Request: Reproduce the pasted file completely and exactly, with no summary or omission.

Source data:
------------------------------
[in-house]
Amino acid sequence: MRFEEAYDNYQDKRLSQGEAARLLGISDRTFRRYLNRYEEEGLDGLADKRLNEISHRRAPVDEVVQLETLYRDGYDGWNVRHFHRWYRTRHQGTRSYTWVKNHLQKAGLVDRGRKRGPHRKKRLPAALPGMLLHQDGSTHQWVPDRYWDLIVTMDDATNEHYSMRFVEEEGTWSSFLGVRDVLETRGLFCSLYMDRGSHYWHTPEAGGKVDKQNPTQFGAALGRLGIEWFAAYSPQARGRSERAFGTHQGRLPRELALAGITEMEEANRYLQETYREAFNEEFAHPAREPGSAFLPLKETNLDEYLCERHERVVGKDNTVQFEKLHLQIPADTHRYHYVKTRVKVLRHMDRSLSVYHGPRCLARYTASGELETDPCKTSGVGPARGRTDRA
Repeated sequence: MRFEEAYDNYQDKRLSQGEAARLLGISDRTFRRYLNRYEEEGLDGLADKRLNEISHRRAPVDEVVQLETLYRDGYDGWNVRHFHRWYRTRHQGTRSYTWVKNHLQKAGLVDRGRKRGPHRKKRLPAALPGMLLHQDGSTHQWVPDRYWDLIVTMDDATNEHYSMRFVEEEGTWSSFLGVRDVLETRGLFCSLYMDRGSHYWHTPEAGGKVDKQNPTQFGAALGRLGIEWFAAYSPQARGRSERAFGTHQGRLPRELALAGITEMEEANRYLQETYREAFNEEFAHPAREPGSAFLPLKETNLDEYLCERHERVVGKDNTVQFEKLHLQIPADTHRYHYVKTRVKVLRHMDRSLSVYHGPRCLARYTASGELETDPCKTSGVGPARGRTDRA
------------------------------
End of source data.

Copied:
[in-house]
Amino acid sequence: MRFEEAYDNYQDKRLSQGEAARLLGISDRTFRRYLNRYEEEGLDGLADKRLNEISHRRAPVDEVVQLETLYRDGYDGWNVRHFHRWYRTRHQGTRSYTWVKNHLQKAGLVDRGRKRGPHRKKRLPAALPGMLLHQDGSTHQWVPDRYWDLIVTMDDATNEHYSMRFVEEEGTWSSFLGVRDVLETRGLFCSLYMDRGSHYWHTPEAGGKVDKQNPTQFGAALGRLGIEWFAAYSPQARGRSERAFGTHQGRLPRELALAGITEMEEANRYLQETYREAFNEEFAHPAREPGSAFLPLKETNLDEYLCERHERVVGKDNTVQFEKLHLQIPADTHRYHYVKTRVKVLRHMDRSLSVYHGPRCLARYTASGELETDPCKTSGVGPARGRTDRA
Repeated sequence: MRFEEAYDNYQDKRLSQGEAARLLGISDRTFRRYLNRYEEEGLDGLADKRLNEISHRRAPVDEVVQLETLYRDGYDGWNVRHFHRWYRTRHQGTRSYTWVKNHLQKAGLVDRGRKRGPHRKKRLPAALPGMLLHQDGSTHQWVPDRYWDLIVTMDDATNEHYSMRFVEEEGTWSSFLGVRDVLETRGLFCSLYMDRGSHYWHTPEAGGKVDKQNPTQFGAALGRLGIEWFAAYSPQARGRSERAFGTHQGRLPRELALAGITEMEEANRYLQETYREAFNEEFAHPAREPGSAFLPLKETNLDEYLCERHERVVGKDNTVQFEKLHLQIPADTHRYHYVKTRVKVLRHMDRSLSVYHGPRCLARYTASGELETDPCKTSGVGPARGRTDRA